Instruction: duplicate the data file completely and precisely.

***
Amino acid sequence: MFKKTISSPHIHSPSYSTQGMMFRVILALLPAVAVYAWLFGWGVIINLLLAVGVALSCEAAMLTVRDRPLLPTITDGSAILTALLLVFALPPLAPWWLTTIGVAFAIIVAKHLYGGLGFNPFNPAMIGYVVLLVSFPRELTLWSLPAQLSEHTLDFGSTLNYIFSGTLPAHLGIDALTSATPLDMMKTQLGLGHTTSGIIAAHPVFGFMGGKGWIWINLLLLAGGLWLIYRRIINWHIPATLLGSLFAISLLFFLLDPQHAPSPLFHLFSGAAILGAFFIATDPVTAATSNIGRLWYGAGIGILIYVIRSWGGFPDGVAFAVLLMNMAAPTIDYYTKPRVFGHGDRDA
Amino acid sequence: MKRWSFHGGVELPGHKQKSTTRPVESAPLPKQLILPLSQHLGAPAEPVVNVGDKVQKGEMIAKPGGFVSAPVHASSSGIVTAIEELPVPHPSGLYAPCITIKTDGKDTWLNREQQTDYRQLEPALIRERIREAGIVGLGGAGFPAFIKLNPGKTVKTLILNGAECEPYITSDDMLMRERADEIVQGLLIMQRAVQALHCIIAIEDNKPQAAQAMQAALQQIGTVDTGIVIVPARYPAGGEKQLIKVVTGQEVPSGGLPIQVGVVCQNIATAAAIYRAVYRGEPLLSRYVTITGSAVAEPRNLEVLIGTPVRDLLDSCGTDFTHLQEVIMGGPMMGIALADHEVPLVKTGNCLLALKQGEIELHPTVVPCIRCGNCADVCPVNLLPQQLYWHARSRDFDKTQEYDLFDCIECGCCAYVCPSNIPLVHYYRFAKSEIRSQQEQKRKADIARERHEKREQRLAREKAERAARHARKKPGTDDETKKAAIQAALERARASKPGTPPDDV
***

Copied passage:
Amino acid sequence: MFKKTISSPHIHSPSYSTQGMMFRVILALLPAVAVYAWLFGWGVIINLLLAVGVALSCEAAMLTVRDRPLLPTITDGSAILTALLLVFALPPLAPWWLTTIGVAFAIIVAKHLYGGLGFNPFNPAMIGYVVLLVSFPRELTLWSLPAQLSEHTLDFGSTLNYIFSGTLPAHLGIDALTSATPLDMMKTQLGLGHTTSGIIAAHPVFGFMGGKGWIWINLLLLAGGLWLIYRRIINWHIPATLLGSLFAISLLFFLLDPQHAPSPLFHLFSGAAILGAFFIATDPVTAATSNIGRLWYGAGIGILIYVIRSWGGFPDGVAFAVLLMNMAAPTIDYYTKPRVFGHGDRDA
Amino acid sequence: MKRWSFHGGVELPGHKQKSTTRPVESAPLPKQLILPLSQHLGAPAEPVVNVGDKVQKGEMIAKPGGFVSAPVHASSSGIVTAIEELPVPHPSGLYAPCITIKTDGKDTWLNREQQTDYRQLEPALIRERIREAGIVGLGGAGFPAFIKLNPGKTVKTLILNGAECEPYITSDDMLMRERADEIVQGLLIMQRAVQALHCIIAIEDNKPQAAQAMQAALQQIGTVDTGIVIVPARYPAGGEKQLIKVVTGQEVPSGGLPIQVGVVCQNIATAAAIYRAVYRGEPLLSRYVTITGSAVAEPRNLEVLIGTPVRDLLDSCGTDFTHLQEVIMGGPMMGIALADHEVPLVKTGNCLLALKQGEIELHPTVVPCIRCGNCADVCPVNLLPQQLYWHARSRDFDKTQEYDLFDCIECGCCAYVCPSNIPLVHYYRFAKSEIRSQQEQKRKADIARERHEKREQRLAREKAERAARHARKKPGTDDETKKAAIQAALERARASKPGTPPDDV